I want to find the argument of a function for which it is minimal. The function is expected to be convex but I cannot evaluate it exactly so I have to deal with the fact that there's noise on top. The noise is purely statistical and I roughly know its magnitude. Essentially, I run a Monte Carlo simulation for each evaluation of the function, so I can even control the error.

I don't need to know the minimum with too much precision. The higher the value of the function, the larger the yield of the simulation.

Thus my requirements are:

  • really costly function evaluation
  • 1D function
  • no derivative available
  • convexity up to statistical errors of know magnitude

Also, it's rather important that the whole procedure is not terribly complicated. I'm aware of this thread:

Finding a global minimum of a smooth, bounded, non-convex 2D function that is costly to evaluate

but that's just a little too much. I need something simple, yet reliable. I tried a simple bisection scheme but that really didn't handle the noise too well.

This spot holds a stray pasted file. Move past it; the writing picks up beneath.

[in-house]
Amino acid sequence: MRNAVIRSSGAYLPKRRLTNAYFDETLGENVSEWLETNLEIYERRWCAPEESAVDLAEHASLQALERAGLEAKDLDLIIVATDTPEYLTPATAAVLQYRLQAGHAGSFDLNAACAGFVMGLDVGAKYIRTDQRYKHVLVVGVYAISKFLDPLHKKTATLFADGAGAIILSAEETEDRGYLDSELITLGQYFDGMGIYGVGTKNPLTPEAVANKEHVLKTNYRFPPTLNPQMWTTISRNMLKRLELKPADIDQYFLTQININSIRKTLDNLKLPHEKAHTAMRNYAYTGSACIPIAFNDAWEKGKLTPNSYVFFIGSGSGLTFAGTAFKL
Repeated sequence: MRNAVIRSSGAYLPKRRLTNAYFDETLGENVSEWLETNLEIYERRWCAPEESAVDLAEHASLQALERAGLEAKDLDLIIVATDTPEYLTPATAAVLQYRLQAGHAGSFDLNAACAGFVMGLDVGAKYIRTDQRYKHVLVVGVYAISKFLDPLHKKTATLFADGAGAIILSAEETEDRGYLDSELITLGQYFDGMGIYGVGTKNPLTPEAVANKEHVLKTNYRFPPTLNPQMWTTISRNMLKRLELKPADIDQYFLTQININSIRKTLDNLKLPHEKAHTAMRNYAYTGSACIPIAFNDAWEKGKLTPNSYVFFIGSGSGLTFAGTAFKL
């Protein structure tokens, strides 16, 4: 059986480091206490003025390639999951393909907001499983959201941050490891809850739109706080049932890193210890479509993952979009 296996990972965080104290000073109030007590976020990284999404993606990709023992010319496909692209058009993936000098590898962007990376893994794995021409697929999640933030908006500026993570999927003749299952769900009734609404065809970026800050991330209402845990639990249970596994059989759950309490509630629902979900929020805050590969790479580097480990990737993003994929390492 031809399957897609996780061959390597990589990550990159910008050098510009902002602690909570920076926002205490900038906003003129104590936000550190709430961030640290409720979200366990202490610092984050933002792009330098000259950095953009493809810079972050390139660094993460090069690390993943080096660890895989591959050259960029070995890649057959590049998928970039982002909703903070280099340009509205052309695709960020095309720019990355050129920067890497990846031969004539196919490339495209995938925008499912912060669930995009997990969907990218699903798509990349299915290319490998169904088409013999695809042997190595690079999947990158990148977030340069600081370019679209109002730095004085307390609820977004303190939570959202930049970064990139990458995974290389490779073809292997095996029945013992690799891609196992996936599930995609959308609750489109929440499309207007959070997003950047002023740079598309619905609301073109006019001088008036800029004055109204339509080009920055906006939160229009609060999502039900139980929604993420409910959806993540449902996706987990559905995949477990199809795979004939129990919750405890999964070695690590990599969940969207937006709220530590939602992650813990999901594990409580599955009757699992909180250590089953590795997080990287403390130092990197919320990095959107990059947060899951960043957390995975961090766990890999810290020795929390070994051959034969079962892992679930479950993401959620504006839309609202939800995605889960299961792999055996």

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    $\begingroup$ since it's a 1d function, you can use golden section search, which finds the max of a unimodal function without derivatives. $\endgroup$ Feb 3 '15 at 4:25
  • $\begingroup$ Thanks for the pointer to golden section search. I previously tried a similar scheme but with equidistant spacing & occasional bisection. But using the golden ratio is a lot more elegant. However, I think I'll go with the surrogate model approach. $\endgroup$ Feb 3 '15 at 12:54

A standard approach to these kinds of problems is to to evaluate the objective function at several points covering a reasonable range and fit a simple (e.g. a quadratic model) to the points, and then minimize this "response surface." You can repeat the process by fitting a new response surface using points near the minimum of the first fitted model. Response surface modeling or surrogate modeling was discussed in the answers to the earlier question you mentioned- it really is the simplest approach to such problems.

If your Monte Carlo simulations produce not just a function value but also an approximate subgradient, then there has been some research into methods that use inexact function values and subgradients. However, these kinds of approaches typically require a lot of function evaluations.


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